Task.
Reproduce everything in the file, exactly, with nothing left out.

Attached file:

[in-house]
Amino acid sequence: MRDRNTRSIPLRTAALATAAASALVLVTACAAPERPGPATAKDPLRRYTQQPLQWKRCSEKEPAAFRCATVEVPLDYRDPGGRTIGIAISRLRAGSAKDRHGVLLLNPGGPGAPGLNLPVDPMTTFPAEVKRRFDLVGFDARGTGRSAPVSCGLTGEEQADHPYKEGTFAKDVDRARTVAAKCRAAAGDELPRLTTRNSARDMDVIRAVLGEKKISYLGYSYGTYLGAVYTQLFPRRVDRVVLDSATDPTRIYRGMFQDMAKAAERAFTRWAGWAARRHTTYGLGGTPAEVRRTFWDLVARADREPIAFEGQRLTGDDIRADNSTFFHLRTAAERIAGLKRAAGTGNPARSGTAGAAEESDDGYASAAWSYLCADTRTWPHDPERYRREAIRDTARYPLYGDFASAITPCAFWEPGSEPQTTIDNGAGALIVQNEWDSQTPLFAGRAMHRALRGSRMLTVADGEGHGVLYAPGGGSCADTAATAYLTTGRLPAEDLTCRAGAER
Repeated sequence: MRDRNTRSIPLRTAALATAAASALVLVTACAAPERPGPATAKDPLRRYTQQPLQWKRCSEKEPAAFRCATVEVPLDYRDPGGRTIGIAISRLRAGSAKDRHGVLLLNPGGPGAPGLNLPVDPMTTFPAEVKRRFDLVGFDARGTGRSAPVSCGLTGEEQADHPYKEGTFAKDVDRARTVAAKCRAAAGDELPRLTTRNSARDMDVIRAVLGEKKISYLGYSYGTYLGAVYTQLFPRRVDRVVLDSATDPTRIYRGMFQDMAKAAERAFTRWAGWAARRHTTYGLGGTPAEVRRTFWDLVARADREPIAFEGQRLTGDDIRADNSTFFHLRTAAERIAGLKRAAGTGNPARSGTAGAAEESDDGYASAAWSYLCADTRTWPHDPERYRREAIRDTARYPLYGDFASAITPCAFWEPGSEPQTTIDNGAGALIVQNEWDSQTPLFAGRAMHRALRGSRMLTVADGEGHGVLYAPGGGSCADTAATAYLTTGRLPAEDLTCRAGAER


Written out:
[in-house]
Amino acid sequence: MRDRNTRSIPLRTAALATAAASALVLVTACAAPERPGPATAKDPLRRYTQQPLQWKRCSEKEPAAFRCATVEVPLDYRDPGGRTIGIAISRLRAGSAKDRHGVLLLNPGGPGAPGLNLPVDPMTTFPAEVKRRFDLVGFDARGTGRSAPVSCGLTGEEQADHPYKEGTFAKDVDRARTVAAKCRAAAGDELPRLTTRNSARDMDVIRAVLGEKKISYLGYSYGTYLGAVYTQLFPRRVDRVVLDSATDPTRIYRGMFQDMAKAAERAFTRWAGWAARRHTTYGLGGTPAEVRRTFWDLVARADREPIAFEGQRLTGDDIRADNSTFFHLRTAAERIAGLKRAAGTGNPARSGTAGAAEESDDGYASAAWSYLCADTRTWPHDPERYRREAIRDTARYPLYGDFASAITPCAFWEPGSEPQTTIDNGAGALIVQNEWDSQTPLFAGRAMHRALRGSRMLTVADGEGHGVLYAPGGGSCADTAATAYLTTGRLPAEDLTCRAGAER
Repeated sequence: MRDRNTRSIPLRTAALATAAASALVLVTACAAPERPGPATAKDPLRRYTQQPLQWKRCSEKEPAAFRCATVEVPLDYRDPGGRTIGIAISRLRAGSAKDRHGVLLLNPGGPGAPGLNLPVDPMTTFPAEVKRRFDLVGFDARGTGRSAPVSCGLTGEEQADHPYKEGTFAKDVDRARTVAAKCRAAAGDELPRLTTRNSARDMDVIRAVLGEKKISYLGYSYGTYLGAVYTQLFPRRVDRVVLDSATDPTRIYRGMFQDMAKAAERAFTRWAGWAARRHTTYGLGGTPAEVRRTFWDLVARADREPIAFEGQRLTGDDIRADNSTFFHLRTAAERIAGLKRAAGTGNPARSGTAGAAEESDDGYASAAWSYLCADTRTWPHDPERYRREAIRDTARYPLYGDFASAITPCAFWEPGSEPQTTIDNGAGALIVQNEWDSQTPLFAGRAMHRALRGSRMLTVADGEGHGVLYAPGGGSCADTAATAYLTTGRLPAEDLTCRAGAER